THE Journal of Irreproducible Results is a long-running satirical magazine, designed for the amusement of scientists. If the title were not already taken, though, it would be a good one for another, more serious publication that is being launched on February 4th. The Preclinical Reproducibility and Robustness Channel, an electronic rather than a paper journal, is dedicated to the task, found tedious by most academic researchers, of replicating and testing the experiments of others. Professional egos, the exigencies of career-building and the restricted sizes of grants and budgets all conspire against the rerunning, in universities, of old studies instead of the conducting of new ones.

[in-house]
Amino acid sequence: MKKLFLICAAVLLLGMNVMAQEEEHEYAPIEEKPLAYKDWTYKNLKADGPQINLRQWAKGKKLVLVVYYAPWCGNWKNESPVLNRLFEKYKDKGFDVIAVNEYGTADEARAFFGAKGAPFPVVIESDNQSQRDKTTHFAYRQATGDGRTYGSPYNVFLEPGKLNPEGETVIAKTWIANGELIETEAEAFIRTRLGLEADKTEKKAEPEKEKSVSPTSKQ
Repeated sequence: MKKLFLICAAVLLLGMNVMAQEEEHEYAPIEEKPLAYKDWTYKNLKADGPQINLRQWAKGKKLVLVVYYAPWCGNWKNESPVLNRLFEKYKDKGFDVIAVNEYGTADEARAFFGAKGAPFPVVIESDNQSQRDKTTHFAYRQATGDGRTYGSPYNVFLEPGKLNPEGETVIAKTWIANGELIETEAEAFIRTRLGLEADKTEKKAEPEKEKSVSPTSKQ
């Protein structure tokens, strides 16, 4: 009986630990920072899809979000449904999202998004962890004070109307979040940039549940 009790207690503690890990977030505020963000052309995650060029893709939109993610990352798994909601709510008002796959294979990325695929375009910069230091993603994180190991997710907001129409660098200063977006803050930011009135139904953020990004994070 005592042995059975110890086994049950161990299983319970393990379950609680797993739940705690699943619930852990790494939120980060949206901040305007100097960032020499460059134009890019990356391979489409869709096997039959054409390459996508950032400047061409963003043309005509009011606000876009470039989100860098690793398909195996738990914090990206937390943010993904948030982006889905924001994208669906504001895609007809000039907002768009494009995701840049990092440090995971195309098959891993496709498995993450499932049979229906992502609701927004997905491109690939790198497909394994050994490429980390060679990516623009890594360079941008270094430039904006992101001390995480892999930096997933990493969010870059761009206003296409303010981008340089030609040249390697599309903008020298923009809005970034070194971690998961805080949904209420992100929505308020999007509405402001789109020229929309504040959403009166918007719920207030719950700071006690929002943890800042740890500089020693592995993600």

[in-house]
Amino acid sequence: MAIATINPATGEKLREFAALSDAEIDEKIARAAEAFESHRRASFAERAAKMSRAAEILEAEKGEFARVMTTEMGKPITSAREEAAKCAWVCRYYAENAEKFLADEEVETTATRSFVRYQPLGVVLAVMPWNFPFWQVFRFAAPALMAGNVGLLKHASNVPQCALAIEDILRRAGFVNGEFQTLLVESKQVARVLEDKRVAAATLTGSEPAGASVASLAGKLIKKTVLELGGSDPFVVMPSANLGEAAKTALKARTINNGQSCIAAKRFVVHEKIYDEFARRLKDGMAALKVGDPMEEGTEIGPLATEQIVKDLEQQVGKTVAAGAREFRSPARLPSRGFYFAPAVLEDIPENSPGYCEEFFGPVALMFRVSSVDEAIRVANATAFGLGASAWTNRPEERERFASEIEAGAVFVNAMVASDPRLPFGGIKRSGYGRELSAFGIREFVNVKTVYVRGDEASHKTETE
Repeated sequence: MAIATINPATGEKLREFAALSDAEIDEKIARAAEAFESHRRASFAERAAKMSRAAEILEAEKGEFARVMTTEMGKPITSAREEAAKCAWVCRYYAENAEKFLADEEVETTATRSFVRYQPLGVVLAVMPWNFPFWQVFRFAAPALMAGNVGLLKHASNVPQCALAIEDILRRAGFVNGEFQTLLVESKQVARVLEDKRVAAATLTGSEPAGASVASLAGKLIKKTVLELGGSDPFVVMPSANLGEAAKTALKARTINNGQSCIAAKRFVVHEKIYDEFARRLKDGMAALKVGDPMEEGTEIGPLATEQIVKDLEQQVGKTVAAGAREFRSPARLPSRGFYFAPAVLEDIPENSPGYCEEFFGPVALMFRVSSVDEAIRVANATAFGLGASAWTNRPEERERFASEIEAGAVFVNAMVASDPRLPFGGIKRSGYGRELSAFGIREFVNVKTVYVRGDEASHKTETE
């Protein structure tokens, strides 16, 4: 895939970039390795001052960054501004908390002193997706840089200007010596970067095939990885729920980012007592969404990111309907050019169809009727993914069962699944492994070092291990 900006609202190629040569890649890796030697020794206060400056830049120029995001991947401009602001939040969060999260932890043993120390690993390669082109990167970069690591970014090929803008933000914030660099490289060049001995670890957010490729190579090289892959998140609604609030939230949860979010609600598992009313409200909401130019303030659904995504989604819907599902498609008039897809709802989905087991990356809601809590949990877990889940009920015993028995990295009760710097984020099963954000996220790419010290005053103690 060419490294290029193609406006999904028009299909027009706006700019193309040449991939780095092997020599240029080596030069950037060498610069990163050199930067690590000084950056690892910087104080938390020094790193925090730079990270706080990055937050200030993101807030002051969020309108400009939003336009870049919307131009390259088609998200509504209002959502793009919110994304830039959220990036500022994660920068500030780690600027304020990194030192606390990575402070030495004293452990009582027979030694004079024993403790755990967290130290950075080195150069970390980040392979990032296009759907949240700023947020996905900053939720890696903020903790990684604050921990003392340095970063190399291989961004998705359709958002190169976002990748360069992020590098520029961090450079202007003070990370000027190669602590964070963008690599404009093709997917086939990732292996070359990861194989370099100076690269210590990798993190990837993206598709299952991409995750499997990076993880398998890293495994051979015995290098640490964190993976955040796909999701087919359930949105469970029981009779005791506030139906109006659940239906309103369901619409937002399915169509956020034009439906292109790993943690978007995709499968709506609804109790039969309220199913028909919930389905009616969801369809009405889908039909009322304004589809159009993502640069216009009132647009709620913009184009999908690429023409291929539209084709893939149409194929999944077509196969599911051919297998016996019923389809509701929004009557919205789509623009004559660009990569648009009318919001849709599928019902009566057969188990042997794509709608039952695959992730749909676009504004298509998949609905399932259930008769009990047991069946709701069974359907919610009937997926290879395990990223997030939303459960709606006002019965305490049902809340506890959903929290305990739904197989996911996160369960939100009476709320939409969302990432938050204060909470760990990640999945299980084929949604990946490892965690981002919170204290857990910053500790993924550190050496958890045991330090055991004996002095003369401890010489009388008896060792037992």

Commercial researchers cannot afford to be so choosy. If they pick an idea up from academia, they have to be sure that it works. Often, it doesn’t. For example, when staff at Amgen, a Californian drug company, attempted to reproduce the results of 53 high-profile cancer-research papers they found that only six lived up to their original claims.